Learn: What is a Discover Indiana Story?

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Each Discover Indiana story is made up of a number of components, including:

  • Title
  • Subtitles  (<60 characters)
    • It works best if you divide the story text up into paragraphs with subtitles. The Discover Indiana Staff will be working with you to identify these for your first story so you can get a sense of how to do this.
  • Narrative  (approx. 300-400 words)
  • Curator’s Name (Author)
  • Images (approx. 6-9)
    • Without images, a site cannot be included. Please be in touch with the Discover Indiana staff if a story is going to have fewer than 6 images.
  • Image Captions/Credits
  • Location
  • Tags & Subjects
  • References

For example, our Indianapolis: Sacred Spaces tour is made up the following stories:


Etz Chaim Sephardic Congregation

You’re standing in front of Etz Chaim Sephardic Congregation’s current synagogue. The members of this congregation have fostered and maintained Sephardic laws, customs, and traditions in Indianapolis for over a century. Sephardic Jews are…


St. Mary’s Catholic Church

Rising 168 feet above you, St. Mary’s Catholic Church opened in 1912, though the German Catholic parishioners of Saint Mary’s built their first church in Indianapolis 1858. For more than 150 years St. Mary’s parish has been dedicated to serving…


Crown Hill Cemetery

Crown Hill Cemetery has served the Indianapolis area for more than 150 years as both a place of interment and a peaceful green space within the city. The burial ground sees more than 25,000 visitors annually; beyond those attending services, many use…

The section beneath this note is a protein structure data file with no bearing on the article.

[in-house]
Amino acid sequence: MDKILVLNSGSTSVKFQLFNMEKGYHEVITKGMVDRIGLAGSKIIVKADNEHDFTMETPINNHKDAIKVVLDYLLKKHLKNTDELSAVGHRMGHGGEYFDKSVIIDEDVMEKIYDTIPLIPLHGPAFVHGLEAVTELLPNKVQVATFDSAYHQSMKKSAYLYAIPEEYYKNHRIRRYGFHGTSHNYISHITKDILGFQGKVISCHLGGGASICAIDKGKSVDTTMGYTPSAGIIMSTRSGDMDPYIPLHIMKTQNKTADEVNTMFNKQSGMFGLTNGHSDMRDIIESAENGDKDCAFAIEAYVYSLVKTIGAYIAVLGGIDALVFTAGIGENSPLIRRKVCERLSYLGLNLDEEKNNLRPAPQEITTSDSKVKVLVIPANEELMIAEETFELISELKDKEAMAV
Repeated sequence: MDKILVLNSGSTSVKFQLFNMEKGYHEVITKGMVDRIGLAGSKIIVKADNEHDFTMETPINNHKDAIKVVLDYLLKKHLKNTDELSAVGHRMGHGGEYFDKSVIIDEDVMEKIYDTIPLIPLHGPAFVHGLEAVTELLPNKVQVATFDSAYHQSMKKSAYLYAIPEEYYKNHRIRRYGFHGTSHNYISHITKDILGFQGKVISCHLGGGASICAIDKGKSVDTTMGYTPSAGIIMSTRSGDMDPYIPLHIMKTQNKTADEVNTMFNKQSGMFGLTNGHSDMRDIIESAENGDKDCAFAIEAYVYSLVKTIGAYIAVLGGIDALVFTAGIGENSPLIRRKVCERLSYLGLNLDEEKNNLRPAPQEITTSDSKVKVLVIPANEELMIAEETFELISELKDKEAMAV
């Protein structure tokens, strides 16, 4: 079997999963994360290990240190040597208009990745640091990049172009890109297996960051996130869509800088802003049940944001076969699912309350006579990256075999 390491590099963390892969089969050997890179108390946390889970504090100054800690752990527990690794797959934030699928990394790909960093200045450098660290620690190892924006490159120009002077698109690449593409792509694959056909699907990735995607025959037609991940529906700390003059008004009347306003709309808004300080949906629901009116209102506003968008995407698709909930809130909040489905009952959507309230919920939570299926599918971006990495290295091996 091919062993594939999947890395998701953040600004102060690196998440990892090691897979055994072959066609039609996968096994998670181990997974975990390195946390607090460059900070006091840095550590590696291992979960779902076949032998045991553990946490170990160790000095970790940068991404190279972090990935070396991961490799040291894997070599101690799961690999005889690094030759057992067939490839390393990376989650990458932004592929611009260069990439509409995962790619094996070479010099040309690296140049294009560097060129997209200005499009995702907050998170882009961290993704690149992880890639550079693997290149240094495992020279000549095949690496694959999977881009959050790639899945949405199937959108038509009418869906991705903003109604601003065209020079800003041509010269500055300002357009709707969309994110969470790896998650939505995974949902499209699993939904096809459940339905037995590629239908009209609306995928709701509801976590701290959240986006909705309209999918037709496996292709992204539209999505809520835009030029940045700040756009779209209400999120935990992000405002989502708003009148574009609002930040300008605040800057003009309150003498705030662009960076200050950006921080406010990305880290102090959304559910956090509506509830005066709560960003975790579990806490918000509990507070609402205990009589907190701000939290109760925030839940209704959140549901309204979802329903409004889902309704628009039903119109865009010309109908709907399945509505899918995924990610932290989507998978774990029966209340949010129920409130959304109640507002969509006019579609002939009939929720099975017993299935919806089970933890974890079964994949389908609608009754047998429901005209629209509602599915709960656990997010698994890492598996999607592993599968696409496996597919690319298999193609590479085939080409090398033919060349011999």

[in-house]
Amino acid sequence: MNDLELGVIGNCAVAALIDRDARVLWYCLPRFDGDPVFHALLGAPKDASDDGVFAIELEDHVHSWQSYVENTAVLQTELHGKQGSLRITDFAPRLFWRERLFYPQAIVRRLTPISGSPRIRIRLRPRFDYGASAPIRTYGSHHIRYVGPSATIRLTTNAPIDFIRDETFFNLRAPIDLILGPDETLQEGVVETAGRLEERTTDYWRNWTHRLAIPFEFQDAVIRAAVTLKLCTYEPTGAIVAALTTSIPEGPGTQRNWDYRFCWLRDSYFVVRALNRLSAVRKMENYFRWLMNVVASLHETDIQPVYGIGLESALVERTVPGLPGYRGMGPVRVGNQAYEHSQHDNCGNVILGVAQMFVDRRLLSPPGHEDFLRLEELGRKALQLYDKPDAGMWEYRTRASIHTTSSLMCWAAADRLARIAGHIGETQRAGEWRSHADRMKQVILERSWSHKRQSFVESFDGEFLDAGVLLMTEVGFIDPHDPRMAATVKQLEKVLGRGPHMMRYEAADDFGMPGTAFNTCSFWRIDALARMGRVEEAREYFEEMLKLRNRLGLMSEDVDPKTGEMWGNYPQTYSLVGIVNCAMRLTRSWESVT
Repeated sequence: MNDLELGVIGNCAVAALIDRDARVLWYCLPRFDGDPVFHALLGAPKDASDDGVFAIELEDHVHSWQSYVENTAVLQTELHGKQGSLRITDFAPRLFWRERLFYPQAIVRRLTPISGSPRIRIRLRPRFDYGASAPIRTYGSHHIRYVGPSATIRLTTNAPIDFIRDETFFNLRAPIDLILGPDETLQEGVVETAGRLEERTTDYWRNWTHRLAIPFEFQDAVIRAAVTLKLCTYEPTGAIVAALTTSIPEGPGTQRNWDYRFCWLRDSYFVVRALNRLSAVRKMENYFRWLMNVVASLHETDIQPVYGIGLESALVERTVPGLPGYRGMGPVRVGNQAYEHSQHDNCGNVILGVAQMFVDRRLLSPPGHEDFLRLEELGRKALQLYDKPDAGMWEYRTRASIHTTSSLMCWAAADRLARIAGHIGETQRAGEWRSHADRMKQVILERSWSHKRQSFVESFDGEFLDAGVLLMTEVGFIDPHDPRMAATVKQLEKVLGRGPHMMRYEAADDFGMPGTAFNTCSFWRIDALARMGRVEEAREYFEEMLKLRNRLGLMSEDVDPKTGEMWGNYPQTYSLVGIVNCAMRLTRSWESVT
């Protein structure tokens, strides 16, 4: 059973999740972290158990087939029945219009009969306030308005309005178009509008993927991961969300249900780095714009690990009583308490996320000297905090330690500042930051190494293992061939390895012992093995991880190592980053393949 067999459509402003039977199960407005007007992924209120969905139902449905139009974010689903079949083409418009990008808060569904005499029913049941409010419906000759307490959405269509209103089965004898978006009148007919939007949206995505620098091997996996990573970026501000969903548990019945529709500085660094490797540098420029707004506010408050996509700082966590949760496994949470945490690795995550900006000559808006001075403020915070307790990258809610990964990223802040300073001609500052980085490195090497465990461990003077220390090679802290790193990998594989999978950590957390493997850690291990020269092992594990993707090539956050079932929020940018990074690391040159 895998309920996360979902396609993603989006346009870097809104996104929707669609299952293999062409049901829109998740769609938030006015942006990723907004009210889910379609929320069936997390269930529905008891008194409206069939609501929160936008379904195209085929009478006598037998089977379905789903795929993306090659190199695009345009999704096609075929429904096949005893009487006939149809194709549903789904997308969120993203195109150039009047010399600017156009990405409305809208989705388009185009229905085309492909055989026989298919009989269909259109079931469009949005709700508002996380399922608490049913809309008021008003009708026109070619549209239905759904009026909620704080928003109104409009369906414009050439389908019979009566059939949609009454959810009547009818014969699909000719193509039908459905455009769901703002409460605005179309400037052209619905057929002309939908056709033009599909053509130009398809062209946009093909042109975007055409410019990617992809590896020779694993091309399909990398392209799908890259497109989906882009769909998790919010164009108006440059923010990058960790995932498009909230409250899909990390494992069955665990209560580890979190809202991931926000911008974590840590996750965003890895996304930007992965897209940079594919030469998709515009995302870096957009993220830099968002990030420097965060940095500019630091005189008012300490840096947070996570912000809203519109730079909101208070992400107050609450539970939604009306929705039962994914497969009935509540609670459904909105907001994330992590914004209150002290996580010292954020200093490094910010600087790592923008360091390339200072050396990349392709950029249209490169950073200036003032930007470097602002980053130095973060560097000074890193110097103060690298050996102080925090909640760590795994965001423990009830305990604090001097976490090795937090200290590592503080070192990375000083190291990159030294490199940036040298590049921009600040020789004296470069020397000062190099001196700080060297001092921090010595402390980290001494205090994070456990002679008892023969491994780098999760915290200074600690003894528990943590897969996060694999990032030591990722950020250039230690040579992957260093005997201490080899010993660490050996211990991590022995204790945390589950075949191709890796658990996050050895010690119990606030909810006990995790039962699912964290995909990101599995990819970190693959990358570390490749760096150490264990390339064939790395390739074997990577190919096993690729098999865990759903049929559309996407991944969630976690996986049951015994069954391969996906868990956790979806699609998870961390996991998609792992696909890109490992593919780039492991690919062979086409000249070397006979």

Indiana War Memorial

As you stand in the Indiana War Memorial Plaza, look north and south and take a moment to consider the vast scope of this area of remembrance. Although the plaza is now dedicated to all of Indiana’s veterans, it was initially designed specifically…


L.S. Ayres Department Store

L.S. Ayres Department Store was located at the intersection of Washington and Meridian Streets from 1905 to 1992. L.S. Ayres was not just a department store, but an experience that transformed the way women participated in urban society. While public…


Hinkle Fieldhouse

Hinkle Fieldhouse, formerly known as Butler Fieldhouse, is one of the oldest and best known basketball arenas in the world and has remained in continuous use since it opened in 1928. Few places represent the Hoosier obsession with the sport of…


Indiana Soldiers and Sailors Monument

You are standing in front of the Indiana Soldiers’ and Sailors’ Monument within Monument Circle. Although the Soldiers’ and Sailors’ Monument primarily honors Indiana’s Civil War veterans, it also honors veterans from all American wars up until the…


As you begin to think about writing your first Discover Indiana story, keep in mind that these stories are not…

  • Encyclopedia entries: Discover Indiana stories are more than a series of dates and names. They engage readers by providing a sense of place through narrative. A story need not carry the full burden of telling everything about a site or person, and in fact it is an excellent idea to save some of the most revealing, startling, or memorable points for users to discover in the image captions. Details in the narrative should not be needlessly replicated in captions (and vice versa), though a passing mention offers connectivity.
  • Editorials on contemporary issues: Avoid editorial writing or lengthy analysis on contemporary debates and problems. While current debates about interpretations are tied to history and should be included in Discover Indiana stories when necessary, these issues shouldn’t overshadow the history of what you are writing about. 

Instead, Discover Indiana stories are intended to share not just the who, what, when, and where but also the how and why. One way to approach this is to apply what the American Historical Association calls the “into, through, and beyond” approach.  You want to understand the factors that got someone into an event, how the event transpired (the through), and what happened as a consequence of the event. Another approach is to consider the motivation of the individuals within your stories. What were their motives, hopes, fears, strengths, and weaknesses and how did those things connect to other major trends during the period?

Next: How do I compose the Story Elements?